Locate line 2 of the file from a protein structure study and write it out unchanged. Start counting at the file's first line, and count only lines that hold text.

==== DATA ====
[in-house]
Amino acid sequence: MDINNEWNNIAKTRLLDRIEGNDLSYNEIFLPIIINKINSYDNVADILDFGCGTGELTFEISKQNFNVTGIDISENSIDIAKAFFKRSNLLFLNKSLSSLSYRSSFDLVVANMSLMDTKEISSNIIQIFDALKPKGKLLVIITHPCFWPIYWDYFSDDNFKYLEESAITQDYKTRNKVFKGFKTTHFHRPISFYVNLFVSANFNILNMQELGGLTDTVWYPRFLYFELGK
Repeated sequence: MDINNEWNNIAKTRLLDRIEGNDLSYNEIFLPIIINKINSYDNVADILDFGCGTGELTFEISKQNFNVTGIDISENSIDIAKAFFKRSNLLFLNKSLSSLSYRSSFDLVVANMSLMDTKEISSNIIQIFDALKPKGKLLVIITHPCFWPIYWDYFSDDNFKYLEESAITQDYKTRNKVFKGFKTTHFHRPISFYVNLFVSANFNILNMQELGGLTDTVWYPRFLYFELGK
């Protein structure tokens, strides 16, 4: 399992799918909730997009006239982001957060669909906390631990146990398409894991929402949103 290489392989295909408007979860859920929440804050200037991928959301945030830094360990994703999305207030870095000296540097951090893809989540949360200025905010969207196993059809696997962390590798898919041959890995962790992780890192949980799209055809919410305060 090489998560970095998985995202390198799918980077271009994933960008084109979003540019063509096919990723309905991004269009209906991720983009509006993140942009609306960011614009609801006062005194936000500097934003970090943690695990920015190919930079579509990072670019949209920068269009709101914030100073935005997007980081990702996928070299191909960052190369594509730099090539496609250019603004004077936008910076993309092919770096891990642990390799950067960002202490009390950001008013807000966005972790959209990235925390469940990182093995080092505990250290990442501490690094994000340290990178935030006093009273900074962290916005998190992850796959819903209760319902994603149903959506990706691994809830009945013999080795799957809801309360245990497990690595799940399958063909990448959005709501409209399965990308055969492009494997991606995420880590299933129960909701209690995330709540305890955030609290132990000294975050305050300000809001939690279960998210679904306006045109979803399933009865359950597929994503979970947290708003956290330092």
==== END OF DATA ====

Amino acid sequence: MDINNEWNNIAKTRLLDRIEGNDLSYNEIFLPIIINKINSYDNVADILDFGCGTGELTFEISKQNFNVTGIDISENSIDIAKAFFKRSNLLFLNKSLSSLSYRSSFDLVVANMSLMDTKEISSNIIQIFDALKPKGKLLVIITHPCFWPIYWDYFSDDNFKYLEESAITQDYKTRNKVFKGFKTTHFHRPISFYVNLFVSANFNILNMQELGGLTDTVWYPRFLYFELGK